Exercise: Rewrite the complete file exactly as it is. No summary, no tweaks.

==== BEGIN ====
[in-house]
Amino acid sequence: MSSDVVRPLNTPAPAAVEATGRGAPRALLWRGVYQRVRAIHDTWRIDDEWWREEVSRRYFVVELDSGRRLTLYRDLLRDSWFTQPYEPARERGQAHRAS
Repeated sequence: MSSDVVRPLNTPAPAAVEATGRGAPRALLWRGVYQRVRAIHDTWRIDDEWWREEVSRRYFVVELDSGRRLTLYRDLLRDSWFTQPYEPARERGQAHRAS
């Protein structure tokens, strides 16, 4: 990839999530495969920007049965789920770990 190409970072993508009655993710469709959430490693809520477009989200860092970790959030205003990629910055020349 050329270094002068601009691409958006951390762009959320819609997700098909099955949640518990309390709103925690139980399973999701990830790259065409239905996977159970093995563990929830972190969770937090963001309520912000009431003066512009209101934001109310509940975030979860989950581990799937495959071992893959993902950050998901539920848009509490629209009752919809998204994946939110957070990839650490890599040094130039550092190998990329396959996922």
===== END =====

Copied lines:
[in-house]
Amino acid sequence: MSSDVVRPLNTPAPAAVEATGRGAPRALLWRGVYQRVRAIHDTWRIDDEWWREEVSRRYFVVELDSGRRLTLYRDLLRDSWFTQPYEPARERGQAHRAS
Repeated sequence: MSSDVVRPLNTPAPAAVEATGRGAPRALLWRGVYQRVRAIHDTWRIDDEWWREEVSRRYFVVELDSGRRLTLYRDLLRDSWFTQPYEPARERGQAHRAS
């Protein structure tokens, strides 16, 4: 990839999530495969920007049965789920770990 190409970072993508009655993710469709959430490693809520477009989200860092970790959030205003990629910055020349 050329270094002068601009691409958006951390762009959320819609997700098909099955949640518990309390709103925690139980399973999701990830790259065409239905996977159970093995563990929830972190969770937090963001309520912000009431003066512009209101934001109310509940975030979860989950581990799937495959071992893959993902950050998901539920848009509490629209009752919809998204994946939110957070990839650490890599040094130039550092190998990329396959996922």